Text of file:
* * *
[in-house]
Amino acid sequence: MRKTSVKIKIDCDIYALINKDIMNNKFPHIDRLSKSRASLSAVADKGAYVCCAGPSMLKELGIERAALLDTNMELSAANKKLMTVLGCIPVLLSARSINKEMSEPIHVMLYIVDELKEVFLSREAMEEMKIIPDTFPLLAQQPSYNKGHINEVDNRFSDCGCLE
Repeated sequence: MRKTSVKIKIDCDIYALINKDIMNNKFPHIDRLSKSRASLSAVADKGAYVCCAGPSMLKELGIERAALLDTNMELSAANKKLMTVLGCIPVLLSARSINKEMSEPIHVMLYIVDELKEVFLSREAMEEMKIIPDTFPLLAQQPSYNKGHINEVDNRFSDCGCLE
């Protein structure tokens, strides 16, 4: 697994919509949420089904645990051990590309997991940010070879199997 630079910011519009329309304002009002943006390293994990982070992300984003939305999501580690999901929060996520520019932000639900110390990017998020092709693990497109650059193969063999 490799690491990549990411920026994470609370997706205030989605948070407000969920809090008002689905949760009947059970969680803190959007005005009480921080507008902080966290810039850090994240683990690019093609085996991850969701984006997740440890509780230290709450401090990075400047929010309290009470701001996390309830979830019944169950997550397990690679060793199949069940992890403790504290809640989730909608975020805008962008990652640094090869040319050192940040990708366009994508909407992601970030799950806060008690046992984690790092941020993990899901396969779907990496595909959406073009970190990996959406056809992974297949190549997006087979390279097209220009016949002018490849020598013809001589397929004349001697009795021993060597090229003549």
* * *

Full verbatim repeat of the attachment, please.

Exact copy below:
[in-house]
Amino acid sequence: MRKTSVKIKIDCDIYALINKDIMNNKFPHIDRLSKSRASLSAVADKGAYVCCAGPSMLKELGIERAALLDTNMELSAANKKLMTVLGCIPVLLSARSINKEMSEPIHVMLYIVDELKEVFLSREAMEEMKIIPDTFPLLAQQPSYNKGHINEVDNRFSDCGCLE
Repeated sequence: MRKTSVKIKIDCDIYALINKDIMNNKFPHIDRLSKSRASLSAVADKGAYVCCAGPSMLKELGIERAALLDTNMELSAANKKLMTVLGCIPVLLSARSINKEMSEPIHVMLYIVDELKEVFLSREAMEEMKIIPDTFPLLAQQPSYNKGHINEVDNRFSDCGCLE
């Protein structure tokens, strides 16, 4: 697994919509949420089904645990051990590309997991940010070879199997 630079910011519009329309304002009002943006390293994990982070992300984003939305999501580690999901929060996520520019932000639900110390990017998020092709693990497109650059193969063999 490799690491990549990411920026994470609370997706205030989605948070407000969920809090008002689905949760009947059970969680803190959007005005009480921080507008902080966290810039850090994240683990690019093609085996991850969701984006997740440890509780230290709450401090990075400047929010309290009470701001996390309830979830019944169950997550397990690679060793199949069940992890403790504290809640989730909608975020805008962008990652640094090869040319050192940040990708366009994508909407992601970030799950806060008690046992984690790092941020993990899901396969779907990496595909959406073009970190990996959406056809992974297949190549997006087979390279097209220009016949002018490849020598013809001589397929004349001697009795021993060597090229003549």